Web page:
How Aggressive Underwriting Can Destroy Your Multifamily Investment

How Aggressive Underwriting Can Destroy Your Multifamily Investment

In today’s multifamily space, you have to look at twice as many apartment offerings to find one that pencils out. Whereas in the past where 1 out of a handful may check out, today, it could be 1 out of 100 deals and beyond that actually make sense. This is due to the competitiveness of the multifamily space.

The High Competition of Multifamily

More people are switching asset classes, leaving paper investments (stocks, bonds, etc) and looking for real assets (real estate). Even international investors are investing in apartments in the United States. What is that doing to price? It drives them up significantly, meaning cap rates are compressing (higher price means lower cap rates).

So how does one stay competitive in this environment? In other words, how does a sponsor or investment firm actually get a deal? Well, they have two, maybe three, options. The first is to stick to their investment principles and criteria and the second is the exact opposite, pay what sellers demand. Before we talk about the third option, let’s discuss these first two.

Staying Principled In a high-demand market

This actually sounds really wise, and it is. Except, one may miss out on some really good deals. If today, prices are high, we have to ask, “compared to what?” Compared to last year, for example, the price of real assets in a certain market are high, perhaps from a cap rate perspective. But does that mean that we should not buy anything? Probably not. Sticking to a rigid set of criteria can cause one to miss out on great investment opportunities because they missed one important thing: there may still exist opportunities to grow a properties value by value-add and sell it at a profit a few years from today.

Pay Today’s Prices for A Multifamily Asset

While sticking to the sidelines altogether may not be the best option, simply paying what sellers ask is certainly not the answer either. First of all, lenders would not lend for it (if the underwriting does not check out). Secondly, it can destroy your investment. For example, if a property is overpriced because it will not cash-flow at that price or based on its income, the investors can be in trouble. No matter how you spin it, you can simply be depending on too many factors to “someday” make it a worthwhile investment. I caution against this. Unfortunately, many people are aggressively taking deals like this right now and it is very likely that they fall short of their business plan for income growth or for the sell price (if the basis for the investment was the assumption that they could sell the asset for that much more than they acquired it for).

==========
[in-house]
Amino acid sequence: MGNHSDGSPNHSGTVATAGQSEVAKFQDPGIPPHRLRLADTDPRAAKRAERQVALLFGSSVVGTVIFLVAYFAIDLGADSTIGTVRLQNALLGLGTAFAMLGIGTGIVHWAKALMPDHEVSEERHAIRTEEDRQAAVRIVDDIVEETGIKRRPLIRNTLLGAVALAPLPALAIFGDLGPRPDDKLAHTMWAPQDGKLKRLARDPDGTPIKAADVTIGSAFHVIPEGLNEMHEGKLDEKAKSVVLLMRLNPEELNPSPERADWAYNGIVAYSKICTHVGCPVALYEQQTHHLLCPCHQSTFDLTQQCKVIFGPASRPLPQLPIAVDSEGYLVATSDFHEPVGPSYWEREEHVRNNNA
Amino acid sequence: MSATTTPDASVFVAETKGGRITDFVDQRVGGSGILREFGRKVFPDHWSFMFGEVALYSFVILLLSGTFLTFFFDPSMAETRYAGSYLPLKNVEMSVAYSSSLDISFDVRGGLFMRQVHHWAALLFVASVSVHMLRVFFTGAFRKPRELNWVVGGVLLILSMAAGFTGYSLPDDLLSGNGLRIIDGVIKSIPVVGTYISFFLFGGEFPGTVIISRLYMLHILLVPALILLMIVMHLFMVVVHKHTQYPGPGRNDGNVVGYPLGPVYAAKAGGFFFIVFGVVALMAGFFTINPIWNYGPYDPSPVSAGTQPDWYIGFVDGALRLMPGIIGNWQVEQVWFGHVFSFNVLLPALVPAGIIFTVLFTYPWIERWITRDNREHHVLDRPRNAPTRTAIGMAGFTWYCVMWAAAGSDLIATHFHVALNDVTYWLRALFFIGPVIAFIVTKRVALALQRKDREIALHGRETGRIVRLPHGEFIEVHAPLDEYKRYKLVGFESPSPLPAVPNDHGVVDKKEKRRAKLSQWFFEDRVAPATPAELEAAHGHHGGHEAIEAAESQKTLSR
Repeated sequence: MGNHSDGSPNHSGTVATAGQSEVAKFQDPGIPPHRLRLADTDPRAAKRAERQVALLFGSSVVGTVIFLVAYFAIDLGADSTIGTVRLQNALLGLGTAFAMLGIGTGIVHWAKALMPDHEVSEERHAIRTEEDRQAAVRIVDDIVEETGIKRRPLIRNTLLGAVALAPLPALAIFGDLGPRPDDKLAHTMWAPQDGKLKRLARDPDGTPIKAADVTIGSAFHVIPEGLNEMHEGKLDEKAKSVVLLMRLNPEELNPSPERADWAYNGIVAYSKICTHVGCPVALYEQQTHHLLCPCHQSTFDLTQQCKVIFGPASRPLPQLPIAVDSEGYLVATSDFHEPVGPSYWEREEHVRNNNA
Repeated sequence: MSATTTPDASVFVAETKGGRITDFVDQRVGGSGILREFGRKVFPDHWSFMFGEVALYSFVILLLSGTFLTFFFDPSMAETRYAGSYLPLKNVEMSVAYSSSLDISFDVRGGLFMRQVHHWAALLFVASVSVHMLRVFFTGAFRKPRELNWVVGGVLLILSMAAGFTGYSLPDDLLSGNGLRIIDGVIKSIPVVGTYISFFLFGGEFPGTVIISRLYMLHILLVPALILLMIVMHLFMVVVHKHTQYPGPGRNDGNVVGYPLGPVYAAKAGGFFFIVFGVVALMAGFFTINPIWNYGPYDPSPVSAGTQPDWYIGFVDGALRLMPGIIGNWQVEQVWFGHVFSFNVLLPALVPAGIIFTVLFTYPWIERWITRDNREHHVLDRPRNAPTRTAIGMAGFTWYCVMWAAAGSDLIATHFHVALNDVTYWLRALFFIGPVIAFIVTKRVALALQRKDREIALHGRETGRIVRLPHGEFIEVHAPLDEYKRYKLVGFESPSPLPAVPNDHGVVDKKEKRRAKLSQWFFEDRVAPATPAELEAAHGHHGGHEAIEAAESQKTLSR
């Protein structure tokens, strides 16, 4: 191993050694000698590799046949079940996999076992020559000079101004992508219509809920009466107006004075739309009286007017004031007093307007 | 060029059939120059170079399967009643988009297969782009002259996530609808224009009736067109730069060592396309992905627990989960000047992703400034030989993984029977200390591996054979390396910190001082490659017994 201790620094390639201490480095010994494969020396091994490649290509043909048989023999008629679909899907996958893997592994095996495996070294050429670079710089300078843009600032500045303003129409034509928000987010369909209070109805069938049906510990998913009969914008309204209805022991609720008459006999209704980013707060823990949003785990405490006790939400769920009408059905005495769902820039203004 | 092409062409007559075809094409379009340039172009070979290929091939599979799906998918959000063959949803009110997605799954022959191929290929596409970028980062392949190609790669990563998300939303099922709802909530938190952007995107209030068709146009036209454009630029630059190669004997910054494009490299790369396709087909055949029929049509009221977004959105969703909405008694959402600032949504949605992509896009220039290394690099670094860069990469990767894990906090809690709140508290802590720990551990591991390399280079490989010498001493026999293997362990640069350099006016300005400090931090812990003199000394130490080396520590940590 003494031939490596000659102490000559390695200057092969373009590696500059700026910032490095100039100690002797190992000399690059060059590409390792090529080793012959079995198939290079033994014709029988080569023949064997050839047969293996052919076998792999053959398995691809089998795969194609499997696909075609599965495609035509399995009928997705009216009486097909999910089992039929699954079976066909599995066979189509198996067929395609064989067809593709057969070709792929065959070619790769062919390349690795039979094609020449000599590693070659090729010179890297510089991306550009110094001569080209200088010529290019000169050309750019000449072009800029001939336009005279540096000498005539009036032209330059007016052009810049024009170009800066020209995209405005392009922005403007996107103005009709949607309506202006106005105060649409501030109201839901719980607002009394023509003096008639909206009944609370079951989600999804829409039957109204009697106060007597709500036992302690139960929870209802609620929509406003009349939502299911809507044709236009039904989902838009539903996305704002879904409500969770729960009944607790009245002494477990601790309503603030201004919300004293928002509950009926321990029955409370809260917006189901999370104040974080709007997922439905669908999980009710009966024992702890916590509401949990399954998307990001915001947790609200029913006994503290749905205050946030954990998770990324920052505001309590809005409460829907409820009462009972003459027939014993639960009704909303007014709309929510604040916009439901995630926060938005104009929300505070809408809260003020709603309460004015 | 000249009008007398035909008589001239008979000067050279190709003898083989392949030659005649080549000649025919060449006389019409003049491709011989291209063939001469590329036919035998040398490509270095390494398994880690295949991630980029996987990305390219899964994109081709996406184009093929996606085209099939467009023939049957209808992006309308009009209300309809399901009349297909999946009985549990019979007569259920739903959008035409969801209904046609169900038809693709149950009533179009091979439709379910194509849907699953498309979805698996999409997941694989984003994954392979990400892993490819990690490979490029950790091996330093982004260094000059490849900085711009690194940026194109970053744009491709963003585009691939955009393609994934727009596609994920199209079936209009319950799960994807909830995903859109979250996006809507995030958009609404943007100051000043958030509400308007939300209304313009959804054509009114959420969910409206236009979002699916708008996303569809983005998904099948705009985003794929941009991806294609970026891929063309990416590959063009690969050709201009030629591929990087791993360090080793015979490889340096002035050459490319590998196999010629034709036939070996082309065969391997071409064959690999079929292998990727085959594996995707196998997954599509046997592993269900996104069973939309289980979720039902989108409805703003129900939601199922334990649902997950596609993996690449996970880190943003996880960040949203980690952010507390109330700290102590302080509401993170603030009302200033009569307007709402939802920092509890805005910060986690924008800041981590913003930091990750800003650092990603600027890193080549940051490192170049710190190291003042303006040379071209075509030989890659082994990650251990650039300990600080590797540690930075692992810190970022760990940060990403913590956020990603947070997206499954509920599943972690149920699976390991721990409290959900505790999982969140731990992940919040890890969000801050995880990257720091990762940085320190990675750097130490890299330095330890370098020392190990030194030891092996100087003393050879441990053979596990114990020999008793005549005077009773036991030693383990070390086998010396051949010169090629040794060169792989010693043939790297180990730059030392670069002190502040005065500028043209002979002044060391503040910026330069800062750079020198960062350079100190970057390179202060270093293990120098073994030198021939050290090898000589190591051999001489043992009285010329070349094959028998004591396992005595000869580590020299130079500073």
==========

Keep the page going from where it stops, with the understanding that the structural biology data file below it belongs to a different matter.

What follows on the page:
The Middle Ground: Underwrite Based on Near-Term Improvements

Now, here is the third option. What if, instead of waiting for a “better market” or buying at ridiculous prices, a sponsor or firm factored in some easy growth opportunities, while still being conservative, which allows them to justify paying a higher price today for an asset? Here is an example.

Let’s say a 100-unit apartment is discovered to be considerably below market-level rents. It has average rents of $900 monthly but due to local market knowledge, the team knows that they can easily raise rents to $1,000 without any actual improvements to the units. Rather than underwrite at the lower, current rental income, the team could underwrite based on a projected higher income level based on the easily achievable raise in rental income from new leases or renewals within the first year. Simply put, the underwriting will reflect higher net operating income, and based on those levels, justify paying a slightly higher price for the asset. As a reminder, the team can still be conservative with regards to rent growth projections, but based on this special knowledge of the lower-than-market rents, those details can be factored into the opportunity.

Work with Experts

This middle ground may work well in today’s competitive market and certainly works well when a sponsor has specialized market knowledge that allows them to see opportunities other investors may not identify.

If you are considering passively investing in apartments, ensure you are working with a highly-capable and competent sponsor. Check out our Passive Investor Startup Guide, which includes effective tips for vetting potential sponsors for your next investment.

Passive Investor Startup Guide

To find out more about what it looks like to invest as a passive investor in multi-family real estate, download our free Passive Investor Startup Guide here!

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Rodney Robinson II

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